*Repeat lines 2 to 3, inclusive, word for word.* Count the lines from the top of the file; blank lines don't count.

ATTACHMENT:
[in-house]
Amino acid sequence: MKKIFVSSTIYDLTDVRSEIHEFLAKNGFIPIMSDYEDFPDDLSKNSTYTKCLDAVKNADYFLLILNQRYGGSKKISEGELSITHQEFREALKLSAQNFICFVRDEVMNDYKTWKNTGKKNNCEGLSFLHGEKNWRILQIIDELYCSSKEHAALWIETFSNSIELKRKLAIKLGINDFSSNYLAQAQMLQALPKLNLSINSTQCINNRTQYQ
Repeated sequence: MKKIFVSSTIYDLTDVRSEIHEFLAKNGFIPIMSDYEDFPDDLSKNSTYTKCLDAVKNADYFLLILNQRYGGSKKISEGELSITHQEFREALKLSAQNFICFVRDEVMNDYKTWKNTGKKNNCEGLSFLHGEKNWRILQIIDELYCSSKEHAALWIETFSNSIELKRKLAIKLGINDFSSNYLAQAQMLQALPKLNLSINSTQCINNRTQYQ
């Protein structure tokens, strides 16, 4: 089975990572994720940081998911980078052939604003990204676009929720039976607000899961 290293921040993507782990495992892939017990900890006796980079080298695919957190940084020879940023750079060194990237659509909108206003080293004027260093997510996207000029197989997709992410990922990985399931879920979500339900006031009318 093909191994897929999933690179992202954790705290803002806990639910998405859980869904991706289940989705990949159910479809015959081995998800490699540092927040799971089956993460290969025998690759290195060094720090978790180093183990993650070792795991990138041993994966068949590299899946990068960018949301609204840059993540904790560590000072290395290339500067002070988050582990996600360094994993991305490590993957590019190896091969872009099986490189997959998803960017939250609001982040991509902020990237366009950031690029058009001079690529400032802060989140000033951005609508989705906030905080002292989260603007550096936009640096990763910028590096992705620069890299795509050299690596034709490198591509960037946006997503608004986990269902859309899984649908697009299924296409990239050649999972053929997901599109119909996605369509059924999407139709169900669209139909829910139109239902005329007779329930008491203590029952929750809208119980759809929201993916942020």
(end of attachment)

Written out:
Amino acid sequence: MKKIFVSSTIYDLTDVRSEIHEFLAKNGFIPIMSDYEDFPDDLSKNSTYTKCLDAVKNADYFLLILNQRYGGSKKISEGELSITHQEFREALKLSAQNFICFVRDEVMNDYKTWKNTGKKNNCEGLSFLHGEKNWRILQIIDELYCSSKEHAALWIETFSNSIELKRKLAIKLGINDFSSNYLAQAQMLQALPKLNLSINSTQCINNRTQYQ
Repeated sequence: MKKIFVSSTIYDLTDVRSEIHEFLAKNGFIPIMSDYEDFPDDLSKNSTYTKCLDAVKNADYFLLILNQRYGGSKKISEGELSITHQEFREALKLSAQNFICFVRDEVMNDYKTWKNTGKKNNCEGLSFLHGEKNWRILQIIDELYCSSKEHAALWIETFSNSIELKRKLAIKLGINDFSSNYLAQAQMLQALPKLNLSINSTQCINNRTQYQ